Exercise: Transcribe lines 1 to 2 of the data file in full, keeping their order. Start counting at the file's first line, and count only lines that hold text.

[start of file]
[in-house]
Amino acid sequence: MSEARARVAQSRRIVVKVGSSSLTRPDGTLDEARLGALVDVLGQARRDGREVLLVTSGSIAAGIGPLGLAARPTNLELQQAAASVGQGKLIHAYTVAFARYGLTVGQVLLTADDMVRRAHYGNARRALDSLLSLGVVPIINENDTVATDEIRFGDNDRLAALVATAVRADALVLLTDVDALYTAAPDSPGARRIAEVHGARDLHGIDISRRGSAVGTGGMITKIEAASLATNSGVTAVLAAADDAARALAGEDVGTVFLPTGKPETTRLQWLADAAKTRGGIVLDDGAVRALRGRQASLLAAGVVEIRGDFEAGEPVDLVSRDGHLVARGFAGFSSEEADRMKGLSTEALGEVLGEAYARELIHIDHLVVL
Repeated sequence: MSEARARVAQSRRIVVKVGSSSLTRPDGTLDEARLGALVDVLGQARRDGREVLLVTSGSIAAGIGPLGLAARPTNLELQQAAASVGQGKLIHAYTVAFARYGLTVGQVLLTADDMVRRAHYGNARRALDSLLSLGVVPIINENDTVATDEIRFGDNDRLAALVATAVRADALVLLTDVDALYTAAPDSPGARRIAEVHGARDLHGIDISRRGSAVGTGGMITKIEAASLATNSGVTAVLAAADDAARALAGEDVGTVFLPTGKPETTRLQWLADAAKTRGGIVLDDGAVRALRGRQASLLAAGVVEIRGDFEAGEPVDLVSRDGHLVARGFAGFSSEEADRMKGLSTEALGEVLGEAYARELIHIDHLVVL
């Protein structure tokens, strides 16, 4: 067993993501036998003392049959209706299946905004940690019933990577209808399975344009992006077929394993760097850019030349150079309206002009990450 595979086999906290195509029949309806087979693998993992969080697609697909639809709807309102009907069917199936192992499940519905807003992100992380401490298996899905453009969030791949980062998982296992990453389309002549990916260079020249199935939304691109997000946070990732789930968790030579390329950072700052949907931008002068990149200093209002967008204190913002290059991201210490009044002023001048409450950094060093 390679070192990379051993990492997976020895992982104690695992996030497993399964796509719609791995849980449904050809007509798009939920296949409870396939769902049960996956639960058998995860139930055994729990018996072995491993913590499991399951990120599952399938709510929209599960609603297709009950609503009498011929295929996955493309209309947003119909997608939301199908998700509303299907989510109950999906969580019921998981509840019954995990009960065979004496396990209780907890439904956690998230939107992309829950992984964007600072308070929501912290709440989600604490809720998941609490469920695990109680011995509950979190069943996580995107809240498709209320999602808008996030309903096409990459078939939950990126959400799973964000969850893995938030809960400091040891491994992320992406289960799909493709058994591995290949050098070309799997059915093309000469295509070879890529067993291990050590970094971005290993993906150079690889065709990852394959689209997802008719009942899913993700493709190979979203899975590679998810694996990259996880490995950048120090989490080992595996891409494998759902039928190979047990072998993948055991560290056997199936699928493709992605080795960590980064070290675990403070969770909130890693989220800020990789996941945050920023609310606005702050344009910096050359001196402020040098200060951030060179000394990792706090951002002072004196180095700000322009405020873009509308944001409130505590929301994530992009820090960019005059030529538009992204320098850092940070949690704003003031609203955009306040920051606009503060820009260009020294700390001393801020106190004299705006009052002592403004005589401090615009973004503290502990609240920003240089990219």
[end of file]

[in-house]
Amino acid sequence: MSEARARVAQSRRIVVKVGSSSLTRPDGTLDEARLGALVDVLGQARRDGREVLLVTSGSIAAGIGPLGLAARPTNLELQQAAASVGQGKLIHAYTVAFARYGLTVGQVLLTADDMVRRAHYGNARRALDSLLSLGVVPIINENDTVATDEIRFGDNDRLAALVATAVRADALVLLTDVDALYTAAPDSPGARRIAEVHGARDLHGIDISRRGSAVGTGGMITKIEAASLATNSGVTAVLAAADDAARALAGEDVGTVFLPTGKPETTRLQWLADAAKTRGGIVLDDGAVRALRGRQASLLAAGVVEIRGDFEAGEPVDLVSRDGHLVARGFAGFSSEEADRMKGLSTEALGEVLGEAYARELIHIDHLVVL